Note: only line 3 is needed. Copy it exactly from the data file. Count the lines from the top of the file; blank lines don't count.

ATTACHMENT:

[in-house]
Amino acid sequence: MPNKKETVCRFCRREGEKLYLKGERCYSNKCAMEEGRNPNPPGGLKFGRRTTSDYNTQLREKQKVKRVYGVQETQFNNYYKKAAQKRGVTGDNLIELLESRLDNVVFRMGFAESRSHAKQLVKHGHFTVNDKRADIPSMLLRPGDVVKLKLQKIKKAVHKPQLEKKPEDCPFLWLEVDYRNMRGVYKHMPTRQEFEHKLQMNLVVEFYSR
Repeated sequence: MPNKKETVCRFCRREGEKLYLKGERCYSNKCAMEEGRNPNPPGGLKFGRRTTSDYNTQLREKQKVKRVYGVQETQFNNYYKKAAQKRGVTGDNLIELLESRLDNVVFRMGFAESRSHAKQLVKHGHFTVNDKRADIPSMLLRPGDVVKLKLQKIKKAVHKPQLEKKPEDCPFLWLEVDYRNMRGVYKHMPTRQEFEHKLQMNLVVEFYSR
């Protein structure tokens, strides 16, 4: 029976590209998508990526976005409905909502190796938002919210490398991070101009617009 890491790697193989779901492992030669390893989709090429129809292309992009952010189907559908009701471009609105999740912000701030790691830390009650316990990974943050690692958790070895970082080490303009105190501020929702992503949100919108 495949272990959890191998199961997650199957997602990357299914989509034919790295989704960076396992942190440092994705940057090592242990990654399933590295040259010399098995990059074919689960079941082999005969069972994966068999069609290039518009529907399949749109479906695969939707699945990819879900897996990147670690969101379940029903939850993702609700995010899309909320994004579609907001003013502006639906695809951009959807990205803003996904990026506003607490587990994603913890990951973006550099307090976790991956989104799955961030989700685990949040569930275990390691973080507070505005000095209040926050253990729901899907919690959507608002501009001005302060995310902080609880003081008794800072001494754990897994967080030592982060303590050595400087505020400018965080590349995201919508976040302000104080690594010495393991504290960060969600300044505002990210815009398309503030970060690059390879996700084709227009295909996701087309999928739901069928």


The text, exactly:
Repeated sequence: MPNKKETVCRFCRREGEKLYLKGERCYSNKCAMEEGRNPNPPGGLKFGRRTTSDYNTQLREKQKVKRVYGVQETQFNNYYKKAAQKRGVTGDNLIELLESRLDNVVFRMGFAESRSHAKQLVKHGHFTVNDKRADIPSMLLRPGDVVKLKLQKIKKAVHKPQLEKKPEDCPFLWLEVDYRNMRGVYKHMPTRQEFEHKLQMNLVVEFYSR